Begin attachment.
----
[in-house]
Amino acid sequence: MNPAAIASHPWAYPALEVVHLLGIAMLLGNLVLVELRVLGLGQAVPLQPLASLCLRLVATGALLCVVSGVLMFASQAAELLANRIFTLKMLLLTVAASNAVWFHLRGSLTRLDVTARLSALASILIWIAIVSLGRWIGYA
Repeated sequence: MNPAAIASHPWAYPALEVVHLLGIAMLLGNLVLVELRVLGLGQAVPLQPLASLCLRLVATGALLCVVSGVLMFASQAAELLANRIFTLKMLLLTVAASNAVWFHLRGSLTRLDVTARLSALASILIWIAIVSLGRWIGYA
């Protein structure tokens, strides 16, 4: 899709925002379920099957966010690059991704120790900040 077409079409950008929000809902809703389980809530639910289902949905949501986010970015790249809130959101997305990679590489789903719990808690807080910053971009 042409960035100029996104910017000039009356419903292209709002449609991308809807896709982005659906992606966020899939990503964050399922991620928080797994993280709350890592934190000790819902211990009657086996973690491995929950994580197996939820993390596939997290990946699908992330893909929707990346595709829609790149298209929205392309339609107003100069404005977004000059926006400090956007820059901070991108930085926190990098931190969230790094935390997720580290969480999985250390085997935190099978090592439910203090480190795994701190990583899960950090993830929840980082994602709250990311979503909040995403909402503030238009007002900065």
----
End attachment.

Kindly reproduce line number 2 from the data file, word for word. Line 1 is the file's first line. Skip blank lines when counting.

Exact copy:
Amino acid sequence: MNPAAIASHPWAYPALEVVHLLGIAMLLGNLVLVELRVLGLGQAVPLQPLASLCLRLVATGALLCVVSGVLMFASQAAELLANRIFTLKMLLLTVAASNAVWFHLRGSLTRLDVTARLSALASILIWIAIVSLGRWIGYA